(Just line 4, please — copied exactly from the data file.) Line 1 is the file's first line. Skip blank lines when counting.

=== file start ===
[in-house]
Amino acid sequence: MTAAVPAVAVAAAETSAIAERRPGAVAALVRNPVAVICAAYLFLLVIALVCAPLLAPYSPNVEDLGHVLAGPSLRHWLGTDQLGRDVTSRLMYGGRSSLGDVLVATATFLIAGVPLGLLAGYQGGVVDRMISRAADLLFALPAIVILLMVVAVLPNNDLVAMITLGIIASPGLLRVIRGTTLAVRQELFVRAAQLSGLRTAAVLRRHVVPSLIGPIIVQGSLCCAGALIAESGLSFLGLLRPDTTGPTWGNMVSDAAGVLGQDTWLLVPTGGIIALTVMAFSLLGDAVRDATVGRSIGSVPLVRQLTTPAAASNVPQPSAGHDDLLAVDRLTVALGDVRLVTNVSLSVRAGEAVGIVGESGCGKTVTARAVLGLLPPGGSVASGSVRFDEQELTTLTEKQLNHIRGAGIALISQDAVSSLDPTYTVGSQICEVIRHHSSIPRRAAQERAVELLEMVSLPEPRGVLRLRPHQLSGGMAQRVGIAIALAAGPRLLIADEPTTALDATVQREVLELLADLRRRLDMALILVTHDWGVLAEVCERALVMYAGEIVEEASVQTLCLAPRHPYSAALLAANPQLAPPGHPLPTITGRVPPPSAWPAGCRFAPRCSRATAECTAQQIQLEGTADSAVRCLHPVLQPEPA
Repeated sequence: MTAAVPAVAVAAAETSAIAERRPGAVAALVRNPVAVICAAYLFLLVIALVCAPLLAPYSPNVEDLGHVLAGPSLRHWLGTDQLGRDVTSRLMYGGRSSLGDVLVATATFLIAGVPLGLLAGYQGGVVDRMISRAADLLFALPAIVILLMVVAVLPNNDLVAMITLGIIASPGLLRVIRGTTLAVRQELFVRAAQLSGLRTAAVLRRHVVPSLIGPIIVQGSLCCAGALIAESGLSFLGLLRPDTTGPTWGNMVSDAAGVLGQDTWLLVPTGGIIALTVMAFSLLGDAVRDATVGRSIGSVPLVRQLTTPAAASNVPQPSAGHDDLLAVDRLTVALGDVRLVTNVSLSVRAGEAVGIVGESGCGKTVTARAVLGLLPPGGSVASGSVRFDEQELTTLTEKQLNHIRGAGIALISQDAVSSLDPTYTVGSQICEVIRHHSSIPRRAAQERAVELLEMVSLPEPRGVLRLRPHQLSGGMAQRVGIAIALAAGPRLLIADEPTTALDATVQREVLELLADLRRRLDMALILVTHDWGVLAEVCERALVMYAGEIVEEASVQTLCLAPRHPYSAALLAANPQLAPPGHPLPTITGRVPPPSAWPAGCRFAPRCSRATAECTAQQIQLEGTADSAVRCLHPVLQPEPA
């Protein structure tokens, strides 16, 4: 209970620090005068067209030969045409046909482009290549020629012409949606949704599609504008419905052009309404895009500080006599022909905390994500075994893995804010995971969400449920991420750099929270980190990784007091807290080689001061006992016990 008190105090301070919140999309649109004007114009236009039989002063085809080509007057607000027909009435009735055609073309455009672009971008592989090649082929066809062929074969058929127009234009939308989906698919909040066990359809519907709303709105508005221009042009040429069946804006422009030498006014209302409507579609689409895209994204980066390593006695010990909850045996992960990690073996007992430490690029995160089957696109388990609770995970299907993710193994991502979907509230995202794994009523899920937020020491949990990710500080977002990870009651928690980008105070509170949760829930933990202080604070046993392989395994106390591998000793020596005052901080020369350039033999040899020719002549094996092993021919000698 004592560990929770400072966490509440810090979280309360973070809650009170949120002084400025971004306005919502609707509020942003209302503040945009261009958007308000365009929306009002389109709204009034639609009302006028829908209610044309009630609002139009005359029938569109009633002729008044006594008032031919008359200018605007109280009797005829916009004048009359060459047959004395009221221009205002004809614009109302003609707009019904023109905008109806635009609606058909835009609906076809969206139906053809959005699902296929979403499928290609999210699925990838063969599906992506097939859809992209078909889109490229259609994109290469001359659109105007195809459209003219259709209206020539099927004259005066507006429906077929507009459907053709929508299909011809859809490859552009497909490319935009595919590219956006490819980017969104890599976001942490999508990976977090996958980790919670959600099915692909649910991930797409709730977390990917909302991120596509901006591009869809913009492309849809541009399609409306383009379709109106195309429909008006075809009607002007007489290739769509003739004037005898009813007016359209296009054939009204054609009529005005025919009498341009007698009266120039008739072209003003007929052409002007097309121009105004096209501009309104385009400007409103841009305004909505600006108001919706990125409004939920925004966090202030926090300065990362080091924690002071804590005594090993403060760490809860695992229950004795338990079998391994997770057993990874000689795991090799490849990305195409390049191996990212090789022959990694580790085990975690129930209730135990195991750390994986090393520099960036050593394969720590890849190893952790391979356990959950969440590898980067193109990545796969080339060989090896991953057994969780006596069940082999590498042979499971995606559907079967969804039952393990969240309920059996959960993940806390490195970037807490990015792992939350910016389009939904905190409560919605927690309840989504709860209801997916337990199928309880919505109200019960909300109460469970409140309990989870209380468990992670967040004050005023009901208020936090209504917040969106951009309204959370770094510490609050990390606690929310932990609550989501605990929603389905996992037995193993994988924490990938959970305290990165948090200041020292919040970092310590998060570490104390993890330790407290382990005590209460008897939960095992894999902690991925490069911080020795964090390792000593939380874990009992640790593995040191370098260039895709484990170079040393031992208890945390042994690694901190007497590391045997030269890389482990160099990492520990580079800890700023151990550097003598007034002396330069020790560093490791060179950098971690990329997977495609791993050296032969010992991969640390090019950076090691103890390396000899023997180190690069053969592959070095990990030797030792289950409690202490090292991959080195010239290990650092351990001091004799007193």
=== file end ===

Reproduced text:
């Protein structure tokens, strides 16, 4: 209970620090005068067209030969045409046909482009290549020629012409949606949704599609504008419905052009309404895009500080006599022909905390994500075994893995804010995971969400449920991420750099929270980190990784007091807290080689001061006992016990 008190105090301070919140999309649109004007114009236009039989002063085809080509007057607000027909009435009735055609073309455009672009971008592989090649082929066809062929074969058929127009234009939308989906698919909040066990359809519907709303709105508005221009042009040429069946804006422009030498006014209302409507579609689409895209994204980066390593006695010990909850045996992960990690073996007992430490690029995160089957696109388990609770995970299907993710193994991502979907509230995202794994009523899920937020020491949990990710500080977002990870009651928690980008105070509170949760829930933990202080604070046993392989395994106390591998000793020596005052901080020369350039033999040899020719002549094996092993021919000698 004592560990929770400072966490509440810090979280309360973070809650009170949120002084400025971004306005919502609707509020942003209302503040945009261009958007308000365009929306009002389109709204009034639609009302006028829908209610044309009630609002139009005359029938569109009633002729008044006594008032031919008359200018605007109280009797005829916009004048009359060459047959004395009221221009205002004809614009109302003609707009019904023109905008109806635009609606058909835009609906076809969206139906053809959005699902296929979403499928290609999210699925990838063969599906992506097939859809992209078909889109490229259609994109290469001359659109105007195809459209003219259709209206020539099927004259005066507006429906077929507009459907053709929508299909011809859809490859552009497909490319935009595919590219956006490819980017969104890599976001942490999508990976977090996958980790919670959600099915692909649910991930797409709730977390990917909302991120596509901006591009869809913009492309849809541009399609409306383009379709109106195309429909008006075809009607002007007489290739769509003739004037005898009813007016359209296009054939009204054609009529005005025919009498341009007698009266120039008739072209003003007929052409002007097309121009105004096209501009309104385009400007409103841009305004909505600006108001919706990125409004939920925004966090202030926090300065990362080091924690002071804590005594090993403060760490809860695992229950004795338990079998391994997770057993990874000689795991090799490849990305195409390049191996990212090789022959990694580790085990975690129930209730135990195991750390994986090393520099960036050593394969720590890849190893952790391979356990959950969440590898980067193109990545796969080339060989090896991953057994969780006596069940082999590498042979499971995606559907079967969804039952393990969240309920059996959960993940806390490195970037807490990015792992939350910016389009939904905190409560919605927690309840989504709860209801997916337990199928309880919505109200019960909300109460469970409140309990989870209380468990992670967040004050005023009901208020936090209504917040969106951009309204959370770094510490609050990390606690929310932990609550989501605990929603389905996992037995193993994988924490990938959970305290990165948090200041020292919040970092310590998060570490104390993890330790407290382990005590209460008897939960095992894999902690991925490069911080020795964090390792000593939380874990009992640790593995040191370098260039895709484990170079040393031992208890945390042994690694901190007497590391045997030269890389482990160099990492520990580079800890700023151990550097003598007034002396330069020790560093490791060179950098971690990329997977495609791993050296032969010992991969640390090019950076090691103890390396000899023997180190690069053969592959070095990990030797030792289950409690202490090292991959080195010239290990650092351990001091004799007193």